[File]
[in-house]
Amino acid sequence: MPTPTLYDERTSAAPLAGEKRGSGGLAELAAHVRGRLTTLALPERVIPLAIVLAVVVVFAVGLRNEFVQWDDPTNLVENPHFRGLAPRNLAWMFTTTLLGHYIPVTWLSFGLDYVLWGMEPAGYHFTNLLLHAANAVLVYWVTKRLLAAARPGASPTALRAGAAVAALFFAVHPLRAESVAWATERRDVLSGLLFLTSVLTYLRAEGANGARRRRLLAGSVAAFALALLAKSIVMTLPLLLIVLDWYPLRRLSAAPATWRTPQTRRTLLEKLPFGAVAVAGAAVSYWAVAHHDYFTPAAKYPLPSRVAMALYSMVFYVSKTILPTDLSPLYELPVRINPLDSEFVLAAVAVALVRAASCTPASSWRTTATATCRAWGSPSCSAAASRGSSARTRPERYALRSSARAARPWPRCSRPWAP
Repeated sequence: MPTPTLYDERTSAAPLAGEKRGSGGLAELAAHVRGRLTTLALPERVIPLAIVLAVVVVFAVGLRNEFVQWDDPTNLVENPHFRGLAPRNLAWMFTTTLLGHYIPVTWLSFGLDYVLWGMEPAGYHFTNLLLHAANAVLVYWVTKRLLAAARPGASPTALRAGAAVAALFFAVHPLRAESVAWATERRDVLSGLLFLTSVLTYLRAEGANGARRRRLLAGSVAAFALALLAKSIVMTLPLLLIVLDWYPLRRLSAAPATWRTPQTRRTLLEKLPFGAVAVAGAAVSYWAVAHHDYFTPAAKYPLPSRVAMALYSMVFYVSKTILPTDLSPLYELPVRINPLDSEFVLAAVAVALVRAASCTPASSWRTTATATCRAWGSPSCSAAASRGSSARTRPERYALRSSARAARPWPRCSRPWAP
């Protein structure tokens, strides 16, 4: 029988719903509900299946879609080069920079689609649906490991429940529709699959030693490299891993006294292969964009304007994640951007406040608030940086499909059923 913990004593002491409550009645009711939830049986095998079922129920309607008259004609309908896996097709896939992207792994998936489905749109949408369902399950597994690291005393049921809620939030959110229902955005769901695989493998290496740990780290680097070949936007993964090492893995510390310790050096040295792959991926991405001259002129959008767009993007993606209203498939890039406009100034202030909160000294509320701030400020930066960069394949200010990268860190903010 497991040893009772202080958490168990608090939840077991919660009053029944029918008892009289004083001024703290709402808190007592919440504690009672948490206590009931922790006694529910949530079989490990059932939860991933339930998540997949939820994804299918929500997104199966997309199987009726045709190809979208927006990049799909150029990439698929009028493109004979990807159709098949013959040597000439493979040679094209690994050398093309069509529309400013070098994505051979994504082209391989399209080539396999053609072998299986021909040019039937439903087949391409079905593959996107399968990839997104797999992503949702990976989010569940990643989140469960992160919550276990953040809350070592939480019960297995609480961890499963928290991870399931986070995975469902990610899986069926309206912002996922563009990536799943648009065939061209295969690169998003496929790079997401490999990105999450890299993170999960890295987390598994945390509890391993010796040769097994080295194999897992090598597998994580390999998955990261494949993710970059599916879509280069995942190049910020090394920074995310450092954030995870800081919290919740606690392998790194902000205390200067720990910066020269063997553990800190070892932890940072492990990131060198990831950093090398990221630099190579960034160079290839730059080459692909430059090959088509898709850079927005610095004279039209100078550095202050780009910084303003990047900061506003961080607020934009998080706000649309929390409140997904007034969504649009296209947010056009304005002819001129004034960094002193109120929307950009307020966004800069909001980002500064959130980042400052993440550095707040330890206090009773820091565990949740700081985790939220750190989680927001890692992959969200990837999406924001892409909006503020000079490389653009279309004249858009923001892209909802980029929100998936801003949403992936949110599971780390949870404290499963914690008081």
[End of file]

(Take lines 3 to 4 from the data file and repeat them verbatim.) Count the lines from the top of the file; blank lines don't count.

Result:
Repeated sequence: MPTPTLYDERTSAAPLAGEKRGSGGLAELAAHVRGRLTTLALPERVIPLAIVLAVVVVFAVGLRNEFVQWDDPTNLVENPHFRGLAPRNLAWMFTTTLLGHYIPVTWLSFGLDYVLWGMEPAGYHFTNLLLHAANAVLVYWVTKRLLAAARPGASPTALRAGAAVAALFFAVHPLRAESVAWATERRDVLSGLLFLTSVLTYLRAEGANGARRRRLLAGSVAAFALALLAKSIVMTLPLLLIVLDWYPLRRLSAAPATWRTPQTRRTLLEKLPFGAVAVAGAAVSYWAVAHHDYFTPAAKYPLPSRVAMALYSMVFYVSKTILPTDLSPLYELPVRINPLDSEFVLAAVAVALVRAASCTPASSWRTTATATCRAWGSPSCSAAASRGSSARTRPERYALRSSARAARPWPRCSRPWAP
């Protein structure tokens, strides 16, 4: 029988719903509900299946879609080069920079689609649906490991429940529709699959030693490299891993006294292969964009304007994640951007406040608030940086499909059923 913990004593002491409550009645009711939830049986095998079922129920309607008259004609309908896996097709896939992207792994998936489905749109949408369902399950597994690291005393049921809620939030959110229902955005769901695989493998290496740990780290680097070949936007993964090492893995510390310790050096040295792959991926991405001259002129959008767009993007993606209203498939890039406009100034202030909160000294509320701030400020930066960069394949200010990268860190903010 497991040893009772202080958490168990608090939840077991919660009053029944029918008892009289004083001024703290709402808190007592919440504690009672948490206590009931922790006694529910949530079989490990059932939860991933339930998540997949939820994804299918929500997104199966997309199987009726045709190809979208927006990049799909150029990439698929009028493109004979990807159709098949013959040597000439493979040679094209690994050398093309069509529309400013070098994505051979994504082209391989399209080539396999053609072998299986021909040019039937439903087949391409079905593959996107399968990839997104797999992503949702990976989010569940990643989140469960992160919550276990953040809350070592939480019960297995609480961890499963928290991870399931986070995975469902990610899986069926309206912002996922563009990536799943648009065939061209295969690169998003496929790079997401490999990105999450890299993170999960890295987390598994945390509890391993010796040769097994080295194999897992090598597998994580390999998955990261494949993710970059599916879509280069995942190049910020090394920074995310450092954030995870800081919290919740606690392998790194902000205390200067720990910066020269063997553990800190070892932890940072492990990131060198990831950093090398990221630099190579960034160079290839730059080459692909430059090959088509898709850079927005610095004279039209100078550095202050780009910084303003990047900061506003961080607020934009998080706000649309929390409140997904007034969504649009296209947010056009304005002819001129004034960094002193109120929307950009307020966004800069909001980002500064959130980042400052993440550095707040330890206090009773820091565990949740700081985790939220750190989680927001890692992959969200990837999406924001892409909006503020000079490389653009279309004249858009923001892209909802980029929100998936801003949403992936949110599971780390949870404290499963914690008081």